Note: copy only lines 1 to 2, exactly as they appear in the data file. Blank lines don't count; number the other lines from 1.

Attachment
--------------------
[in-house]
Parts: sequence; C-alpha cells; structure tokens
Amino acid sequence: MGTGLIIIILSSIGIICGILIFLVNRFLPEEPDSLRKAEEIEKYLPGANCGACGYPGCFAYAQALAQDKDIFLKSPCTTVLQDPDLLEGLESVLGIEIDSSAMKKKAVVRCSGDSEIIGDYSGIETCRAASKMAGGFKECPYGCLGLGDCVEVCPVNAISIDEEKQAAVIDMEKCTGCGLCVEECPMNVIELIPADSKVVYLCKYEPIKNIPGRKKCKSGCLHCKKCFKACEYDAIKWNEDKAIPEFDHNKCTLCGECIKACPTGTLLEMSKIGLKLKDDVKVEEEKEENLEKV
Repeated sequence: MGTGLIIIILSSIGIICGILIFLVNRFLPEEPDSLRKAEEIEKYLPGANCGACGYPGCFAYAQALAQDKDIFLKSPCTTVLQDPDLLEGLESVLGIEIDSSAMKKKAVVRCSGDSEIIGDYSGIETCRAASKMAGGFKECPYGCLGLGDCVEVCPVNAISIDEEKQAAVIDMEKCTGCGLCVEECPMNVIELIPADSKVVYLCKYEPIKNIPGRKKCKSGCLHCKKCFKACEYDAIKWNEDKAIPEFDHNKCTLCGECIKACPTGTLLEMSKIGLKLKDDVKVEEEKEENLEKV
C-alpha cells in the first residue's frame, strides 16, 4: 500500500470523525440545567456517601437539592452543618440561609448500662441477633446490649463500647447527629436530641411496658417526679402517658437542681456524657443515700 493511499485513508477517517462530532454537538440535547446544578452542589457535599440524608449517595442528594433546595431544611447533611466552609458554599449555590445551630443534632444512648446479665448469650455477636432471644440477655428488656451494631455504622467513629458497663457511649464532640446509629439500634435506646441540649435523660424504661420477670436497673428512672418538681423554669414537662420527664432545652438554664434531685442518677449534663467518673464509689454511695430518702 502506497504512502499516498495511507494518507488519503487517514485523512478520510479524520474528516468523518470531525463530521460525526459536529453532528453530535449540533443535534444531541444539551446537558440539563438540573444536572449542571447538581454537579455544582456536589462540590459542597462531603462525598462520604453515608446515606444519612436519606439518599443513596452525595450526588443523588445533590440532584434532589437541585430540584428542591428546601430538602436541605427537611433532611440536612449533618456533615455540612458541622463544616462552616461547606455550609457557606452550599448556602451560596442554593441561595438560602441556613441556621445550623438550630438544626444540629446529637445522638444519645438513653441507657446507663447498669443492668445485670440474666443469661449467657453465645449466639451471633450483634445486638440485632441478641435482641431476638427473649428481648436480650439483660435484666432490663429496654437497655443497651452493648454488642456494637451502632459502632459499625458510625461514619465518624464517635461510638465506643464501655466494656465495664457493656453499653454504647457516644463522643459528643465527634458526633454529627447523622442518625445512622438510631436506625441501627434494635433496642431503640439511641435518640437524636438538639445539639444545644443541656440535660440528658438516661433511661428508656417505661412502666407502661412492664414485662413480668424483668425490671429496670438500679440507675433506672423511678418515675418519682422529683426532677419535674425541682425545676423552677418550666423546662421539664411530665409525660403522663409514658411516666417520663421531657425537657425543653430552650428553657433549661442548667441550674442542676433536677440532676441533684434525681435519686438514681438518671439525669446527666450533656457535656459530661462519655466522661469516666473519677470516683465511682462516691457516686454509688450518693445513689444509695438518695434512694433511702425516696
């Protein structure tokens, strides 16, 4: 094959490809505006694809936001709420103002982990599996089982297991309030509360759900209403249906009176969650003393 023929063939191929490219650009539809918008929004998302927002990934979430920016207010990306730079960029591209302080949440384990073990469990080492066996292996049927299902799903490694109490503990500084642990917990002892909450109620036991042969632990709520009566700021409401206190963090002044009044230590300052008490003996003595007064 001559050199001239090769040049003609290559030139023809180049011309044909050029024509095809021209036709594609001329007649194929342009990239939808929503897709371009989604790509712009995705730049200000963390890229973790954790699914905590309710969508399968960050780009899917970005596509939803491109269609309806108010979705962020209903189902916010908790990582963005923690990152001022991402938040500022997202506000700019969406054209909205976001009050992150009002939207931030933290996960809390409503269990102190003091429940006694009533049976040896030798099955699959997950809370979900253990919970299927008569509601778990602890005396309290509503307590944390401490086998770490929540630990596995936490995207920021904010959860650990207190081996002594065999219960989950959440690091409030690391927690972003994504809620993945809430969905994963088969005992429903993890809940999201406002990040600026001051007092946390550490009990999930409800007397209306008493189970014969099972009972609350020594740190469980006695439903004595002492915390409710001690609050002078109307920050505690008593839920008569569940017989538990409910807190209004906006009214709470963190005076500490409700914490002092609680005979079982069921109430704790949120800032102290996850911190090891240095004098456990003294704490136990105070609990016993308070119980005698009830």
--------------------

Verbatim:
[in-house]
Parts: sequence; C-alpha cells; structure tokens